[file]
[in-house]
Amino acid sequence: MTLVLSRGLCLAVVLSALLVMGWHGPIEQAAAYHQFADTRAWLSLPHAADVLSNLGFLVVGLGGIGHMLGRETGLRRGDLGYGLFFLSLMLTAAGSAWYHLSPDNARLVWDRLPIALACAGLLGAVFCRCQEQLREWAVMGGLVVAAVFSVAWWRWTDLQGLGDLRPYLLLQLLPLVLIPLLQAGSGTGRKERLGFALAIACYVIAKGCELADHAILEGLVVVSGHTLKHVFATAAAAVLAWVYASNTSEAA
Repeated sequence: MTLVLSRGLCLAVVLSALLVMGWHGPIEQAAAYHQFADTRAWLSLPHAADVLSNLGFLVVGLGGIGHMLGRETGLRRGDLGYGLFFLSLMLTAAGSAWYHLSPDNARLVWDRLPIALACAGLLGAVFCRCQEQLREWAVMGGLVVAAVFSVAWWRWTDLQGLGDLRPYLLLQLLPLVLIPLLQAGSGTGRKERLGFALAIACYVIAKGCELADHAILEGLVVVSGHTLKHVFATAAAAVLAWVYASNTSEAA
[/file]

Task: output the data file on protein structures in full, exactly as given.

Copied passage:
[in-house]
Amino acid sequence: MTLVLSRGLCLAVVLSALLVMGWHGPIEQAAAYHQFADTRAWLSLPHAADVLSNLGFLVVGLGGIGHMLGRETGLRRGDLGYGLFFLSLMLTAAGSAWYHLSPDNARLVWDRLPIALACAGLLGAVFCRCQEQLREWAVMGGLVVAAVFSVAWWRWTDLQGLGDLRPYLLLQLLPLVLIPLLQAGSGTGRKERLGFALAIACYVIAKGCELADHAILEGLVVVSGHTLKHVFATAAAAVLAWVYASNTSEAA
Repeated sequence: MTLVLSRGLCLAVVLSALLVMGWHGPIEQAAAYHQFADTRAWLSLPHAADVLSNLGFLVVGLGGIGHMLGRETGLRRGDLGYGLFFLSLMLTAAGSAWYHLSPDNARLVWDRLPIALACAGLLGAVFCRCQEQLREWAVMGGLVVAAVFSVAWWRWTDLQGLGDLRPYLLLQLLPLVLIPLLQAGSGTGRKERLGFALAIACYVIAKGCELADHAILEGLVVVSGHTLKHVFATAAAAVLAWVYASNTSEAA